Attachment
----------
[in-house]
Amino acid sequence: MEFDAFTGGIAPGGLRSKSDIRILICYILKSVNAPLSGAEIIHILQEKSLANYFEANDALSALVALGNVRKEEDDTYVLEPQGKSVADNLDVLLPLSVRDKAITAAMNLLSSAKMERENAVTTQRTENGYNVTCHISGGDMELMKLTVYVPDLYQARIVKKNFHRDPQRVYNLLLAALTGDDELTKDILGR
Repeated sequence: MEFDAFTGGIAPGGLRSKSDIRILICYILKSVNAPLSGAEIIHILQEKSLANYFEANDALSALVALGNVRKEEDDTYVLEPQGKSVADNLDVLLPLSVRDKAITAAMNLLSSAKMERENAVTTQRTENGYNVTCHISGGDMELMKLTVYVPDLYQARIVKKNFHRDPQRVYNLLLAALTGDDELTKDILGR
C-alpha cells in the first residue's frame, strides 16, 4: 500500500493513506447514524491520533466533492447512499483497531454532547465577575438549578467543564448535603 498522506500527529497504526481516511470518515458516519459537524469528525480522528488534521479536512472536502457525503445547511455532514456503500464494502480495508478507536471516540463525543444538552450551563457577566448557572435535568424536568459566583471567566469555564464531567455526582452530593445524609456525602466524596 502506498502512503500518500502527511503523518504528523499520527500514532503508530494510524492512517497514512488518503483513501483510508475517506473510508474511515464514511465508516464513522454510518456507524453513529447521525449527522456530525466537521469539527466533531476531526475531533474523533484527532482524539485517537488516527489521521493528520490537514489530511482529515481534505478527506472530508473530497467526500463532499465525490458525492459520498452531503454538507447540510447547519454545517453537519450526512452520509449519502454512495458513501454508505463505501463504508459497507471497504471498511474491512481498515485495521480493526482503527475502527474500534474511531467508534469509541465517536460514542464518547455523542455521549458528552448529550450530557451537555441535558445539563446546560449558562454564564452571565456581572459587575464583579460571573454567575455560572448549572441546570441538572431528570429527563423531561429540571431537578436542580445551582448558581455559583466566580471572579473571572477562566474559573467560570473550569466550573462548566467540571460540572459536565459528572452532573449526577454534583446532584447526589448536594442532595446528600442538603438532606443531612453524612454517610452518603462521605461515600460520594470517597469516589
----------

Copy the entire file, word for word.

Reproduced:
[in-house]
Amino acid sequence: MEFDAFTGGIAPGGLRSKSDIRILICYILKSVNAPLSGAEIIHILQEKSLANYFEANDALSALVALGNVRKEEDDTYVLEPQGKSVADNLDVLLPLSVRDKAITAAMNLLSSAKMERENAVTTQRTENGYNVTCHISGGDMELMKLTVYVPDLYQARIVKKNFHRDPQRVYNLLLAALTGDDELTKDILGR
Repeated sequence: MEFDAFTGGIAPGGLRSKSDIRILICYILKSVNAPLSGAEIIHILQEKSLANYFEANDALSALVALGNVRKEEDDTYVLEPQGKSVADNLDVLLPLSVRDKAITAAMNLLSSAKMERENAVTTQRTENGYNVTCHISGGDMELMKLTVYVPDLYQARIVKKNFHRDPQRVYNLLLAALTGDDELTKDILGR
C-alpha cells in the first residue's frame, strides 16, 4: 500500500493513506447514524491520533466533492447512499483497531454532547465577575438549578467543564448535603 498522506500527529497504526481516511470518515458516519459537524469528525480522528488534521479536512472536502457525503445547511455532514456503500464494502480495508478507536471516540463525543444538552450551563457577566448557572435535568424536568459566583471567566469555564464531567455526582452530593445524609456525602466524596 502506498502512503500518500502527511503523518504528523499520527500514532503508530494510524492512517497514512488518503483513501483510508475517506473510508474511515464514511465508516464513522454510518456507524453513529447521525449527522456530525466537521469539527466533531476531526475531533474523533484527532482524539485517537488516527489521521493528520490537514489530511482529515481534505478527506472530508473530497467526500463532499465525490458525492459520498452531503454538507447540510447547519454545517453537519450526512452520509449519502454512495458513501454508505463505501463504508459497507471497504471498511474491512481498515485495521480493526482503527475502527474500534474511531467508534469509541465517536460514542464518547455523542455521549458528552448529550450530557451537555441535558445539563446546560449558562454564564452571565456581572459587575464583579460571573454567575455560572448549572441546570441538572431528570429527563423531561429540571431537578436542580445551582448558581455559583466566580471572579473571572477562566474559573467560570473550569466550573462548566467540571460540572459536565459528572452532573449526577454534583446532584447526589448536594442532595446528600442538603438532606443531612453524612454517610452518603462521605461515600460520594470517597469516589